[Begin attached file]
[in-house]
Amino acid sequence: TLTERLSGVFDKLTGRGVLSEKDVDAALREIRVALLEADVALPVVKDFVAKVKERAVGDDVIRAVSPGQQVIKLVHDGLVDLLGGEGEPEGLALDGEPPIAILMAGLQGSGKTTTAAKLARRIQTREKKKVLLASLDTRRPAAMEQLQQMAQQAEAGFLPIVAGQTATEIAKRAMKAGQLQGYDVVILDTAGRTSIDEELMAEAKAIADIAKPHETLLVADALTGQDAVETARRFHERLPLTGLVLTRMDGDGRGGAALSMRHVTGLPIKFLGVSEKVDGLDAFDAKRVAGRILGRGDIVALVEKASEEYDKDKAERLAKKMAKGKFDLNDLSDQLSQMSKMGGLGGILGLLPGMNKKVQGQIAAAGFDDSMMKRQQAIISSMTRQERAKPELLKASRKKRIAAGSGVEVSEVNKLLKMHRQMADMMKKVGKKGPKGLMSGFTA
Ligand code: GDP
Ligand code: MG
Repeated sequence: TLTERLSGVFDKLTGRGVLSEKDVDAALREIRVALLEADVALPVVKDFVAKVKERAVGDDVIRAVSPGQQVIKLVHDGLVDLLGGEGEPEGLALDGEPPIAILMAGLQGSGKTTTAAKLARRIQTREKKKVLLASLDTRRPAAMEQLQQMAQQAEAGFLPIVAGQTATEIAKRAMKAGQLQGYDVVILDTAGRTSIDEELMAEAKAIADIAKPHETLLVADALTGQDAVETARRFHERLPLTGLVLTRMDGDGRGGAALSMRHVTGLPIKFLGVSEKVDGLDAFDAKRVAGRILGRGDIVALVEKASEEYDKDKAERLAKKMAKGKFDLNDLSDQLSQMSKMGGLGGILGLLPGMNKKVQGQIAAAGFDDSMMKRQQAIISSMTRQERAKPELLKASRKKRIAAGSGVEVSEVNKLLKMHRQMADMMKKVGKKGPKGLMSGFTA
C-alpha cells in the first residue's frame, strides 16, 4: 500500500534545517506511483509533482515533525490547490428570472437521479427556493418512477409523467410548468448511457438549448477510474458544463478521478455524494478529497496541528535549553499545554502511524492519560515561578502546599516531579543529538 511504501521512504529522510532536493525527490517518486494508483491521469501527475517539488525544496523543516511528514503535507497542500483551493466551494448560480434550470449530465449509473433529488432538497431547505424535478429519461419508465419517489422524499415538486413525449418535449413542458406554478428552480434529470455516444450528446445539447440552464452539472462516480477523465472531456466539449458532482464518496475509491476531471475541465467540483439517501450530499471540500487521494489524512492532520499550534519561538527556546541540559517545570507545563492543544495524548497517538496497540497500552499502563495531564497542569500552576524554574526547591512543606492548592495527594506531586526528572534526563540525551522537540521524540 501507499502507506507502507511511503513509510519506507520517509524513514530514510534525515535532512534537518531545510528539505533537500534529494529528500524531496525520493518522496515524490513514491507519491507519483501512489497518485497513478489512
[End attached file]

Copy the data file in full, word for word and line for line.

[in-house]
Amino acid sequence: TLTERLSGVFDKLTGRGVLSEKDVDAALREIRVALLEADVALPVVKDFVAKVKERAVGDDVIRAVSPGQQVIKLVHDGLVDLLGGEGEPEGLALDGEPPIAILMAGLQGSGKTTTAAKLARRIQTREKKKVLLASLDTRRPAAMEQLQQMAQQAEAGFLPIVAGQTATEIAKRAMKAGQLQGYDVVILDTAGRTSIDEELMAEAKAIADIAKPHETLLVADALTGQDAVETARRFHERLPLTGLVLTRMDGDGRGGAALSMRHVTGLPIKFLGVSEKVDGLDAFDAKRVAGRILGRGDIVALVEKASEEYDKDKAERLAKKMAKGKFDLNDLSDQLSQMSKMGGLGGILGLLPGMNKKVQGQIAAAGFDDSMMKRQQAIISSMTRQERAKPELLKASRKKRIAAGSGVEVSEVNKLLKMHRQMADMMKKVGKKGPKGLMSGFTA
Ligand code: GDP
Ligand code: MG
Repeated sequence: TLTERLSGVFDKLTGRGVLSEKDVDAALREIRVALLEADVALPVVKDFVAKVKERAVGDDVIRAVSPGQQVIKLVHDGLVDLLGGEGEPEGLALDGEPPIAILMAGLQGSGKTTTAAKLARRIQTREKKKVLLASLDTRRPAAMEQLQQMAQQAEAGFLPIVAGQTATEIAKRAMKAGQLQGYDVVILDTAGRTSIDEELMAEAKAIADIAKPHETLLVADALTGQDAVETARRFHERLPLTGLVLTRMDGDGRGGAALSMRHVTGLPIKFLGVSEKVDGLDAFDAKRVAGRILGRGDIVALVEKASEEYDKDKAERLAKKMAKGKFDLNDLSDQLSQMSKMGGLGGILGLLPGMNKKVQGQIAAAGFDDSMMKRQQAIISSMTRQERAKPELLKASRKKRIAAGSGVEVSEVNKLLKMHRQMADMMKKVGKKGPKGLMSGFTA
C-alpha cells in the first residue's frame, strides 16, 4: 500500500534545517506511483509533482515533525490547490428570472437521479427556493418512477409523467410548468448511457438549448477510474458544463478521478455524494478529497496541528535549553499545554502511524492519560515561578502546599516531579543529538 511504501521512504529522510532536493525527490517518486494508483491521469501527475517539488525544496523543516511528514503535507497542500483551493466551494448560480434550470449530465449509473433529488432538497431547505424535478429519461419508465419517489422524499415538486413525449418535449413542458406554478428552480434529470455516444450528446445539447440552464452539472462516480477523465472531456466539449458532482464518496475509491476531471475541465467540483439517501450530499471540500487521494489524512492532520499550534519561538527556546541540559517545570507545563492543544495524548497517538496497540497500552499502563495531564497542569500552576524554574526547591512543606492548592495527594506531586526528572534526563540525551522537540521524540 501507499502507506507502507511511503513509510519506507520517509524513514530514510534525515535532512534537518531545510528539505533537500534529494529528500524531496525520493518522496515524490513514491507519491507519483501512489497518485497513478489512